Based on the true story of Ron Stallworth, an African American police officer infiltrates the Ku Klux Klan, and rises through its ranks. Spike Lee returns with his own unique take on this story and how it may reflect on society today. BlacKKKlansman stars John David Washington, Adam Driver and more.
It doesn’t take very long for you to notice the constant usage of parallels in this film to portray various themes or motifs. I think Spike Lee does a tremendous job of illustrating the commonality of the racial tensions of the past and present. You can expect some familiar phrases or sayings to make those connections especially obvious.
Another parallel that was handled well was the similarity of oppression between Black and Jewish people. Far too often we will see films portray the historic oppression of black and Jewish people as if there was some type of rivalry. I really appreciated the fact that the film went about it in a much more practical way to highlight the similarities without making it a competition.
If you’re familiar with Spike Lee’s past work, then you’ll be pleased here with the familiar, unconventional style of film-making. In a number of scenes you’ll get a moment or two where the characters appear to be breaking the 4th wall in order to speak directly to the audience. However, the characters still remain in character the entire time. So it’s a pretty cool way for Spike to convey his messages directly to the audience, while speaking through the characters.
When it comes to the messages of BlacKKKlansman, Spike doesn’t take any shortcuts when it comes to giving the audience the full effect of scenes. For example, rather than giving highlights of a speech, he’ll be sure to show you the entirety of it so you can feel the full impact of it all. I thought it was a smart move to add yet another layer to those types of moments by showing very sharp imagery while the speeches happen. Lee also doesn’t shy away from showcasing black beauty and diversity in strong and blatant mannerisms.
Obviously, racial issues are discussed heavily in this film. Thankfully, those issues weren’t limited to simply black on white tensions. The plot continued to reflect even more racial layers to this true story by exploring issues such as code-switching and the potentially conflicting duality of being a black police officer. To go even further, BlacKKKlansman exhibited through its characters an interesting contrast of the Black Experience vs White American interpretation of many things. In other words, you’ll get to see the difference of how white people in the film interpret a situation while also witnessing how black people actually live out that same experience.
I think the acting in this film was pretty solid all the way around. John David Washington (who if you didn’t know just so happens to be the son of Denzel Washington) gave a nice performance as Ron Stallworth. Adam Driver also stepped up to the plate in his supporting role, but I think Jasper Pääkkönen (plays “Felix”) steals a bit of the spotlight here. This guy was so racist and crazy that he was pissing me off just watching his scenes. (That’s when you know you’ve done a good job as an actor.)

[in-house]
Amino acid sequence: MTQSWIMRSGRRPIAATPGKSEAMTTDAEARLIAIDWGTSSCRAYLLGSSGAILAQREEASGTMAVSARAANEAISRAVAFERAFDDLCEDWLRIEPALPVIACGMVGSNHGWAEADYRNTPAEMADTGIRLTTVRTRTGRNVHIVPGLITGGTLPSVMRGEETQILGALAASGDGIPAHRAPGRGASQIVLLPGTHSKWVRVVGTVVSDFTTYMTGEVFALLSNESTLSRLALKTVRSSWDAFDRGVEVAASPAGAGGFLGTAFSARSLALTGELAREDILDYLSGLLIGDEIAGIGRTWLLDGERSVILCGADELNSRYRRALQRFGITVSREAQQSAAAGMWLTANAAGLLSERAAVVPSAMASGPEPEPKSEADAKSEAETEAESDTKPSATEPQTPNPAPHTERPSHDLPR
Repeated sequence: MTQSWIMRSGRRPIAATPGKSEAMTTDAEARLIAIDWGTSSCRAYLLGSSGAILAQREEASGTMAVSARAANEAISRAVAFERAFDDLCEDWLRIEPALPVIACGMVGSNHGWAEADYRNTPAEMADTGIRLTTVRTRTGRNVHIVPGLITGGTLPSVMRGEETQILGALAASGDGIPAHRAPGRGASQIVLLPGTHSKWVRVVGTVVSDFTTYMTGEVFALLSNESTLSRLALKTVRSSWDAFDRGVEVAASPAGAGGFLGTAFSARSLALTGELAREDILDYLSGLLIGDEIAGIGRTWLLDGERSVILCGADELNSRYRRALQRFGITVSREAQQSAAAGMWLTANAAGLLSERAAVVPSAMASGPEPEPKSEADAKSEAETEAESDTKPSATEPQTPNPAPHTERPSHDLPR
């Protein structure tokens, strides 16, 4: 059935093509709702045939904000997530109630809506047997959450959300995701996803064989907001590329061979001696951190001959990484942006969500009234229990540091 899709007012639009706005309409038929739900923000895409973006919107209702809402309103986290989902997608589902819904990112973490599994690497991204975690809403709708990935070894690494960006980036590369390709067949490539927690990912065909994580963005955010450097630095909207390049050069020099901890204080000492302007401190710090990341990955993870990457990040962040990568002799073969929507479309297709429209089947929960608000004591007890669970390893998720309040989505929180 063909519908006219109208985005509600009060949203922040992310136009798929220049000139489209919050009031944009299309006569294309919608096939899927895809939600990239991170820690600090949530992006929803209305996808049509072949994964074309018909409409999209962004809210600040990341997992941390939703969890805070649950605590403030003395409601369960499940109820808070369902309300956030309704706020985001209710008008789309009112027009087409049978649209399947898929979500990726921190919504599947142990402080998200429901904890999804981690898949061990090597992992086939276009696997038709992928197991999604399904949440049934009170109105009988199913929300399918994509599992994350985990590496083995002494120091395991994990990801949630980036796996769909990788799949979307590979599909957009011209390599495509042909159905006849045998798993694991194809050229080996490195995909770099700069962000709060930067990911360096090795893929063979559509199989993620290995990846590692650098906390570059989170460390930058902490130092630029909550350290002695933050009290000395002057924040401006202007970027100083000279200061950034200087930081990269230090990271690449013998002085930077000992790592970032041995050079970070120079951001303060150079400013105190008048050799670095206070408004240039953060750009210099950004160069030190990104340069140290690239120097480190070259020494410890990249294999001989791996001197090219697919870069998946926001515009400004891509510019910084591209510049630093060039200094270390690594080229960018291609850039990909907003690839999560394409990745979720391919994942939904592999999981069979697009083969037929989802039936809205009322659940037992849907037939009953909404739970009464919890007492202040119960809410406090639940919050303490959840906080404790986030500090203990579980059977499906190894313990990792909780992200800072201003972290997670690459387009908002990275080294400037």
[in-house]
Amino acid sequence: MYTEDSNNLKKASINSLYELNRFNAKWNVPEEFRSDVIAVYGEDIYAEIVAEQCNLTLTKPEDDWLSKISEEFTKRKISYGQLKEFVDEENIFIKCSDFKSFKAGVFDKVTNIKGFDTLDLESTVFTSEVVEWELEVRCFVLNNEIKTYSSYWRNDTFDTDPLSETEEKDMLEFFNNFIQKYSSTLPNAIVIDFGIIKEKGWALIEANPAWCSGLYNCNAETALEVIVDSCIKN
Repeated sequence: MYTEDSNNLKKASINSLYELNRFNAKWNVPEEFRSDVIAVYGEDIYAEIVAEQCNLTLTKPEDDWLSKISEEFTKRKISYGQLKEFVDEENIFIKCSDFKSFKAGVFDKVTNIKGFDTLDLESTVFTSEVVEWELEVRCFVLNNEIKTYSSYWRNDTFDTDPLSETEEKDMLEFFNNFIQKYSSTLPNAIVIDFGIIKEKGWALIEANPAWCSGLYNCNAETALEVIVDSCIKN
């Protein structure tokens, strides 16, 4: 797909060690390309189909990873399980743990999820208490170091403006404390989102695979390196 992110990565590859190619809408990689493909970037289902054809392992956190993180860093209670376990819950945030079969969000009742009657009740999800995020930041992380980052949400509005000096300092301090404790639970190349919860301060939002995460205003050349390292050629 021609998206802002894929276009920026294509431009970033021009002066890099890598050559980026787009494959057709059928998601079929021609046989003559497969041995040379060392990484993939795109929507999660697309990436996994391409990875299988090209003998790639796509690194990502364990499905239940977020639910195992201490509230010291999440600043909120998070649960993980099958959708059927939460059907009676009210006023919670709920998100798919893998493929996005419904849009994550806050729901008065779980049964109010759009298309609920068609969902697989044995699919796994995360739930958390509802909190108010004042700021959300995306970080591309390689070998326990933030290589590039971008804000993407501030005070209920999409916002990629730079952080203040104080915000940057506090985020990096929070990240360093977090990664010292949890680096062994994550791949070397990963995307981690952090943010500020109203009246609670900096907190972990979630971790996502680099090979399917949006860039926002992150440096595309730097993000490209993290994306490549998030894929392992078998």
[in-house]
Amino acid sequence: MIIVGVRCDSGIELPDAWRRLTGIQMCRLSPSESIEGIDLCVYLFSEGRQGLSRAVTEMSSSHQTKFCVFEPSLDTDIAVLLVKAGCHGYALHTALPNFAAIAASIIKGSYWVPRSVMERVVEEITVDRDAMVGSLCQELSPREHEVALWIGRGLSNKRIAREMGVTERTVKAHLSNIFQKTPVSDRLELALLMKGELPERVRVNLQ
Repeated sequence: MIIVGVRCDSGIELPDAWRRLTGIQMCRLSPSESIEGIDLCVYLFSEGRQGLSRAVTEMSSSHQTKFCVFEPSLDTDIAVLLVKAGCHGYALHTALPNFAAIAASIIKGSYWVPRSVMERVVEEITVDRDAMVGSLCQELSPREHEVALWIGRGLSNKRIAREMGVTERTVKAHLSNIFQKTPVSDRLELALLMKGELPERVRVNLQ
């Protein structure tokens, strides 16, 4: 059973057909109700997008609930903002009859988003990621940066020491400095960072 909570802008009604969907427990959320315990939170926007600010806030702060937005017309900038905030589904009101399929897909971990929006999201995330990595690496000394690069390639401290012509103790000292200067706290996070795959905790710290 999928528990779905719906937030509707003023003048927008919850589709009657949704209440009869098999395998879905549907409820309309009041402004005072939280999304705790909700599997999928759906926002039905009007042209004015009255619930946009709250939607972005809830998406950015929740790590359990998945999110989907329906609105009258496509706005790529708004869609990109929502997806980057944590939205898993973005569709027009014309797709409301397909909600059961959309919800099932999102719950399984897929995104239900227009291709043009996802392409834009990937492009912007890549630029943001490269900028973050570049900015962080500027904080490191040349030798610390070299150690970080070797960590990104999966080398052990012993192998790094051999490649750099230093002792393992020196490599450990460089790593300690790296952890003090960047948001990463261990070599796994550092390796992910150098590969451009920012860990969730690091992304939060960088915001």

In case you couldn’t tell, this movie deals with racism… a lot. It’s no surprise that if you’re going to be dealing with the KKK, then you’re going to see some pretty extreme bigotry. In my opinion, there were probably just a few scenes that were a bit unnecessary. I understand the intention of trying to demonstrate how extreme some of the KKK members may have been. However, after a certain point in the movie, you get the point. I think this film could’ve saved at least 10-15 minutes of cutting out some of the particular focus on the KKK members and their eccentric behavior.
If Chi-Raq rubbed you the wrong way, then you can feel safe with this film. BlacKKKlansman is a tough pill for America to swallow. It felt like a classic Spike Lee joint, and people should realize that this movie has a distinct message. Spike Lee is trying really hard to communicate his perception of the state of our current society with the parallels of the past and through satire. Since this was all based on a true story, I think people will be even more engaged with the story. Not only that, but the way Spike Lee ends the film in a very real fashion, it’s almost as though the film intentionally forces people to take a moment of silent reflection.
Given the current political climate, and the high racial tensions in society, you have to laugh at the outrageous humor to keep yourself from crying at the extreme racism in this film. BlacKKKlansman was entertaining, insightful and ever so timely. Despite a lot of the serious racial issues explored in this film, there’s thankfully just enough feel good moments to keep you from becoming completely depressed. However, it’s not the type of movie I’d like to sit through and watch all over gain. Not because it’s a bad film; mainly because intake of racial nonsense will max me out for the day. Either way, feel free to go check out BlacKKKlansman in theaters.
Genre: Biography, Comedy, Crime
Director: Spike Lee
Writer: Charlie Wachtel, David Rabinowitz
Stars: John David Washington, Adam Driver, Laura Harrier
- Review: “Sorry To Bother You” Will Definitely Bother You
- Review: Mission Impossible Fallout Will Leave You Out Of Breath
- Review: Equalizer 2 Had Denzel Tap Into His Inner Training Day
- Review: Ant-Man and the Wasp Are the Best Post Infinity War Medicine
- Review: Jurassic World Fallen Kingdom Is A Long PETA Trailer
- Review: Incredibles 2 Makes The Long Wait Worth It
- Review: Ocean’s 8 Is The Safest Heist Movie Ever
- Review: Make A Reservation To See Hotel Artemis This Weekend
- Acting - 8/108/10
- Cinematography - 7/107/10
- Plot/Screenplay - 8/108/10
- Setting/Theme - 9/109/10
- Buyability - 9/109/10
- Recyclability - 7/107/10